But luckily clean renewable energy is where the smart money is going - wind, solar and other technologies have never provided more bang for our buck as prices drop while effectiveness rises. This shift has happened as it becomes clear investments made today in fossil fuel infrastructure under the guise of development is a mirage painted by an industry in the throes of structural decline.

Why sell poorer countries a pup we’ve already abandoned, especially when investments made today will never be used for their full life cycle because science says that in order to keep global warming below 2°C we must leave more than 80% of fossil fuel reserves in the ground? 

We need to make this transition fair - richer countries have to help poorer ones to leapfrog the mistakes they made. Investing in 100% renewable energy is the fairest way to do that, making that the sharpest tool in our shed. The job of our politicians is to enshrine the power of renewables into the new global agreement by committing to a long term goal for phasing out of fossil fuel emissions as soon as possible.

We’re counting on world leaders to see the light and do as others have done and invest in a bright future powered by renewables.

See projects that are going 100% renewable

First Solar-Powered Flight is Now Over the Pacific

The first solar-powered flight across the Pacific Ocean is now past the point of no return. Pilot André Borschberg now must commit to flying five days and nights until he lands in Hawaii.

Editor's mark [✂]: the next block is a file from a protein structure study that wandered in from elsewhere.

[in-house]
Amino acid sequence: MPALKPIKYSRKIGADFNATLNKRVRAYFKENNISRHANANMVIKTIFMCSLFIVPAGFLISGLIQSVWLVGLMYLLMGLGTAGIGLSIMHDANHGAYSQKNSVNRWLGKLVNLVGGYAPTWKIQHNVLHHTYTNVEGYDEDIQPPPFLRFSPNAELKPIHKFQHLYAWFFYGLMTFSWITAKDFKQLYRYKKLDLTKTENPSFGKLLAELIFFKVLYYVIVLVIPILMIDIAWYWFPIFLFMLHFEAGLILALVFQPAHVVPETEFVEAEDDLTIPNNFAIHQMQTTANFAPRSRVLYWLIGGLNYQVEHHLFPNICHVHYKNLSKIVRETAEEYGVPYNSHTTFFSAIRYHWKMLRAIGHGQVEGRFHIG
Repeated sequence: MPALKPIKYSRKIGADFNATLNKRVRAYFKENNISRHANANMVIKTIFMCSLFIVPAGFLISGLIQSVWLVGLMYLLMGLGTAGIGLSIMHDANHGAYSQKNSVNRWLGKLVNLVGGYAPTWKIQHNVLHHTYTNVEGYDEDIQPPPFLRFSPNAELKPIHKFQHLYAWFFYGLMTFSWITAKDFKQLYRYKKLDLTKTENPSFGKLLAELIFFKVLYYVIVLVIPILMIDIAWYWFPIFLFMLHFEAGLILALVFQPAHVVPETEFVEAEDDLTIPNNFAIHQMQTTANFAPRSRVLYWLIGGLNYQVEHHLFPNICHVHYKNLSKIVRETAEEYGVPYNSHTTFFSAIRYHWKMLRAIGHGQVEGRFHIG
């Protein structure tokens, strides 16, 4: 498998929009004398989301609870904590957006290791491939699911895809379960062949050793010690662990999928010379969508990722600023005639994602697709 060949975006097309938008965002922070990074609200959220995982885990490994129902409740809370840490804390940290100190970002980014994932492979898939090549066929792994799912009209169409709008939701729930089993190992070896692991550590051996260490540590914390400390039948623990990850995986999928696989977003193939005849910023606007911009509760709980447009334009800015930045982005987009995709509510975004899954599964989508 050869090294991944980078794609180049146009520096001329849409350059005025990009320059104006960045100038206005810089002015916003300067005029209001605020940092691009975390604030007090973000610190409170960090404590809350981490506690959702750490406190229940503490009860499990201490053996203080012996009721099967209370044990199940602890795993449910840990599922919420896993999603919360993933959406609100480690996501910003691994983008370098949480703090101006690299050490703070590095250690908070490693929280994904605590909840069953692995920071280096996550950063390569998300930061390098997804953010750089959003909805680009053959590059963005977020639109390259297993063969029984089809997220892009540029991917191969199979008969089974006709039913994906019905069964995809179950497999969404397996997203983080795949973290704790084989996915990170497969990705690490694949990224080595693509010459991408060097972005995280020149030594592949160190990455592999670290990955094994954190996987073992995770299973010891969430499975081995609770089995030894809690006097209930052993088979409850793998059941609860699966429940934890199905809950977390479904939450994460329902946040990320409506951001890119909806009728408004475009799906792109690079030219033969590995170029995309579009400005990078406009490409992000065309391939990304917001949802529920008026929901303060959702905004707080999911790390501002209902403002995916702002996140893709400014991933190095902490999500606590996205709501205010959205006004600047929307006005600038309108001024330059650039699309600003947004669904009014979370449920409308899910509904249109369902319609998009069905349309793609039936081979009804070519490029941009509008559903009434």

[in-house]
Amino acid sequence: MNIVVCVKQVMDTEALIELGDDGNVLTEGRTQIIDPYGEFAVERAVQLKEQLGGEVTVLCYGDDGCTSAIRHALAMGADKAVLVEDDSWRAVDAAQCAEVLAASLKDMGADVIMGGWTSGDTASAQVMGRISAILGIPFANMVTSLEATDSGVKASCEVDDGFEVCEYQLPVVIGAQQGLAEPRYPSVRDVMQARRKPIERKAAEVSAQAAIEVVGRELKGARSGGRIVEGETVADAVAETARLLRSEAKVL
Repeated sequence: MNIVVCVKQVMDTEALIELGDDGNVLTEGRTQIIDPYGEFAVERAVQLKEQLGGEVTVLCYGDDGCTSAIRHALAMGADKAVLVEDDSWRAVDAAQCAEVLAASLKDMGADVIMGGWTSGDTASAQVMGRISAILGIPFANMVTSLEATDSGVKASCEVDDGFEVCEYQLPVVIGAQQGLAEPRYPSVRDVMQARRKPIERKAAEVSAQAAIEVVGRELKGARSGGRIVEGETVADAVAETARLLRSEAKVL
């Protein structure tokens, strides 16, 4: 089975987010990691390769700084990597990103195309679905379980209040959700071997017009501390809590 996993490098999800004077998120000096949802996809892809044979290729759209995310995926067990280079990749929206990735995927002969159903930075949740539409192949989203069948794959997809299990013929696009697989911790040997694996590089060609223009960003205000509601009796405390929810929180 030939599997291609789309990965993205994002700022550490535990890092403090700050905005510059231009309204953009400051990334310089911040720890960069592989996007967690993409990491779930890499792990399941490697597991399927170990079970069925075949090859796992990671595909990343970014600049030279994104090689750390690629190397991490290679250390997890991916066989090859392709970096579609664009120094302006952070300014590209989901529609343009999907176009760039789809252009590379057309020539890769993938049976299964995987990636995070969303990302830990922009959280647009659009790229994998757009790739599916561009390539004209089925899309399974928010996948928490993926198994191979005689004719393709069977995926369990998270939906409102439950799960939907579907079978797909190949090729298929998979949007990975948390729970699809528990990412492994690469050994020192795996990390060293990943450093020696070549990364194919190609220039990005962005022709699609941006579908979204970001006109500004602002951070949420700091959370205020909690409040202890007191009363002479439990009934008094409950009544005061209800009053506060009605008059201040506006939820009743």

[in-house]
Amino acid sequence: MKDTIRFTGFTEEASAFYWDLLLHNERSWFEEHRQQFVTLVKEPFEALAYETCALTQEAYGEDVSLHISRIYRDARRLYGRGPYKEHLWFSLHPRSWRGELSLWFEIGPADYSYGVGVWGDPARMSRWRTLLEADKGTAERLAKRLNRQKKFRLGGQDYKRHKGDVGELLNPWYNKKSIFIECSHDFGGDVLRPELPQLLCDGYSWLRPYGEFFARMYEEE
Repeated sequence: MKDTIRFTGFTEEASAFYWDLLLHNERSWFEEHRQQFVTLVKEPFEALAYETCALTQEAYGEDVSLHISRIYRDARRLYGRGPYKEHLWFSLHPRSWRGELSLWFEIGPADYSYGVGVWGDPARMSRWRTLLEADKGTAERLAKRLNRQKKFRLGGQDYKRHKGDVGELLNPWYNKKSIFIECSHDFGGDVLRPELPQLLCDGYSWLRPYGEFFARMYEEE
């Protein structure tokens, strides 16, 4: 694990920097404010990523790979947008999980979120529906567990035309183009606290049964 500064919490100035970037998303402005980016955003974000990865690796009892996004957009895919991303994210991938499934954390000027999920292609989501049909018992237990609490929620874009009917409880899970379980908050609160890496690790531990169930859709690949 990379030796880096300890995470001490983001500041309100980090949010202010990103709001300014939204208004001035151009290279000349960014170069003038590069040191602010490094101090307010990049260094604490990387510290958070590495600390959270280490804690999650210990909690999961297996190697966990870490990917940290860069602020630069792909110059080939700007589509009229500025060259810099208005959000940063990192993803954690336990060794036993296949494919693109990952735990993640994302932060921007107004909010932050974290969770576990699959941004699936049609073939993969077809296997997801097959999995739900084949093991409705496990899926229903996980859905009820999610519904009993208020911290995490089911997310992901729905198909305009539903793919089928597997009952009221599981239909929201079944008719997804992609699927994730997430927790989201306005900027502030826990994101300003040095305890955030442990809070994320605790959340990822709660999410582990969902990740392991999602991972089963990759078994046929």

What better way to demonstrate the importance of the pioneering, innovative spirit than by achieving “impossible” things with renewable energy - and by highlighting new solutions for environmental problems?

With this in mind, Solar Impulse launched the global campaign #FUTUREISCLEAN.

If technological solutions exist allowing an airplane to fly day and night without fuel, imagine the potential of similar technologies in helping us in our daily lives with energy savings andreducing C02 emissions. "We would like to capitalize on the tremendous media coverage of Solar Impulse flying around the world to promote the various social and economic benefits our planet can derive from a clean future! Only a significant worldwide support will push governments to replace old polluting technologies with clean and efficient technologies.